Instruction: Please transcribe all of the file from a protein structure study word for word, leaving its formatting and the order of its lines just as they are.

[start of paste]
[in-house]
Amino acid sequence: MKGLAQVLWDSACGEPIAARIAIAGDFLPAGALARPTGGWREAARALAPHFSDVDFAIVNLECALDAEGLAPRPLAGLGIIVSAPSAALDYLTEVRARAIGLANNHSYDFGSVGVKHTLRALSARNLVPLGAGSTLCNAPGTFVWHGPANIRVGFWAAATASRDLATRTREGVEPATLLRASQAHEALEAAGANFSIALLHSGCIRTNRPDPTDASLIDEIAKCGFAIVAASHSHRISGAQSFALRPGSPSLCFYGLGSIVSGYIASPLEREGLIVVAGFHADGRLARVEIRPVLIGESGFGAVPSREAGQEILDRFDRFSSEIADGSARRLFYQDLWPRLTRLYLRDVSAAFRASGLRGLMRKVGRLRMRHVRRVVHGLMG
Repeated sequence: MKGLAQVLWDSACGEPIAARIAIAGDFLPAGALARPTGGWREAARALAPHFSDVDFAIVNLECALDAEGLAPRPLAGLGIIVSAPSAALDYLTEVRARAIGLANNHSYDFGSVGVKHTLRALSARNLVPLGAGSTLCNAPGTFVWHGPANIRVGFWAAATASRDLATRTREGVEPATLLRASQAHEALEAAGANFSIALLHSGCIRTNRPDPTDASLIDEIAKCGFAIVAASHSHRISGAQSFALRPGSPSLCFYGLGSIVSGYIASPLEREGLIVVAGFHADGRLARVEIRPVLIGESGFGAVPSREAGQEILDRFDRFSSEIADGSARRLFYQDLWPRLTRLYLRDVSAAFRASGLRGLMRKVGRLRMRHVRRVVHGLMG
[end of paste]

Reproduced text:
[in-house]
Amino acid sequence: MKGLAQVLWDSACGEPIAARIAIAGDFLPAGALARPTGGWREAARALAPHFSDVDFAIVNLECALDAEGLAPRPLAGLGIIVSAPSAALDYLTEVRARAIGLANNHSYDFGSVGVKHTLRALSARNLVPLGAGSTLCNAPGTFVWHGPANIRVGFWAAATASRDLATRTREGVEPATLLRASQAHEALEAAGANFSIALLHSGCIRTNRPDPTDASLIDEIAKCGFAIVAASHSHRISGAQSFALRPGSPSLCFYGLGSIVSGYIASPLEREGLIVVAGFHADGRLARVEIRPVLIGESGFGAVPSREAGQEILDRFDRFSSEIADGSARRLFYQDLWPRLTRLYLRDVSAAFRASGLRGLMRKVGRLRMRHVRRVVHGLMG
Repeated sequence: MKGLAQVLWDSACGEPIAARIAIAGDFLPAGALARPTGGWREAARALAPHFSDVDFAIVNLECALDAEGLAPRPLAGLGIIVSAPSAALDYLTEVRARAIGLANNHSYDFGSVGVKHTLRALSARNLVPLGAGSTLCNAPGTFVWHGPANIRVGFWAAATASRDLATRTREGVEPATLLRASQAHEALEAAGANFSIALLHSGCIRTNRPDPTDASLIDEIAKCGFAIVAASHSHRISGAQSFALRPGSPSLCFYGLGSIVSGYIASPLEREGLIVVAGFHADGRLARVEIRPVLIGESGFGAVPSREAGQEILDRFDRFSSEIADGSARRLFYQDLWPRLTRLYLRDVSAAFRASGLRGLMRKVGRLRMRHVRRVVHGLMG